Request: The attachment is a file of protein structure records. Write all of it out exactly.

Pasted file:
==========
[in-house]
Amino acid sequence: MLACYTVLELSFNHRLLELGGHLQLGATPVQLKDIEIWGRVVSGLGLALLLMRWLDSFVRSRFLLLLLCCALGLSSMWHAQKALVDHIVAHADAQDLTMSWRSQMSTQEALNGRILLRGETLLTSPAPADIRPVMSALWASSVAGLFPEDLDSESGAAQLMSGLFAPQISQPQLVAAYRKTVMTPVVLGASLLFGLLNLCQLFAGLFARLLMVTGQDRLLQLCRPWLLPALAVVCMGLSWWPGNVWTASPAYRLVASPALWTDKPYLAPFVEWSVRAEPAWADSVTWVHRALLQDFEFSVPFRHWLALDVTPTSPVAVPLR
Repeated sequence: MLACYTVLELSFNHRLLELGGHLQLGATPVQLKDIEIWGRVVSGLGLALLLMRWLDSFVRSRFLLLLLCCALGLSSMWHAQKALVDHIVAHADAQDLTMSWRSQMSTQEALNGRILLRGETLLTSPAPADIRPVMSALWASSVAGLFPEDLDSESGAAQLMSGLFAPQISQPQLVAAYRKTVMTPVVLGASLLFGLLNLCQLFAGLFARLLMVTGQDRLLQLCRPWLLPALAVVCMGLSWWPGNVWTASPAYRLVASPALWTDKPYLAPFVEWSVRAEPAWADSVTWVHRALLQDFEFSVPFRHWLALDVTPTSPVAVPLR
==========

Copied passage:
[in-house]
Amino acid sequence: MLACYTVLELSFNHRLLELGGHLQLGATPVQLKDIEIWGRVVSGLGLALLLMRWLDSFVRSRFLLLLLCCALGLSSMWHAQKALVDHIVAHADAQDLTMSWRSQMSTQEALNGRILLRGETLLTSPAPADIRPVMSALWASSVAGLFPEDLDSESGAAQLMSGLFAPQISQPQLVAAYRKTVMTPVVLGASLLFGLLNLCQLFAGLFARLLMVTGQDRLLQLCRPWLLPALAVVCMGLSWWPGNVWTASPAYRLVASPALWTDKPYLAPFVEWSVRAEPAWADSVTWVHRALLQDFEFSVPFRHWLALDVTPTSPVAVPLR
Repeated sequence: MLACYTVLELSFNHRLLELGGHLQLGATPVQLKDIEIWGRVVSGLGLALLLMRWLDSFVRSRFLLLLLCCALGLSSMWHAQKALVDHIVAHADAQDLTMSWRSQMSTQEALNGRILLRGETLLTSPAPADIRPVMSALWASSVAGLFPEDLDSESGAAQLMSGLFAPQISQPQLVAAYRKTVMTPVVLGASLLFGLLNLCQLFAGLFARLLMVTGQDRLLQLCRPWLLPALAVVCMGLSWWPGNVWTASPAYRLVASPALWTDKPYLAPFVEWSVRAEPAWADSVTWVHRALLQDFEFSVPFRHWLALDVTPTSPVAVPLR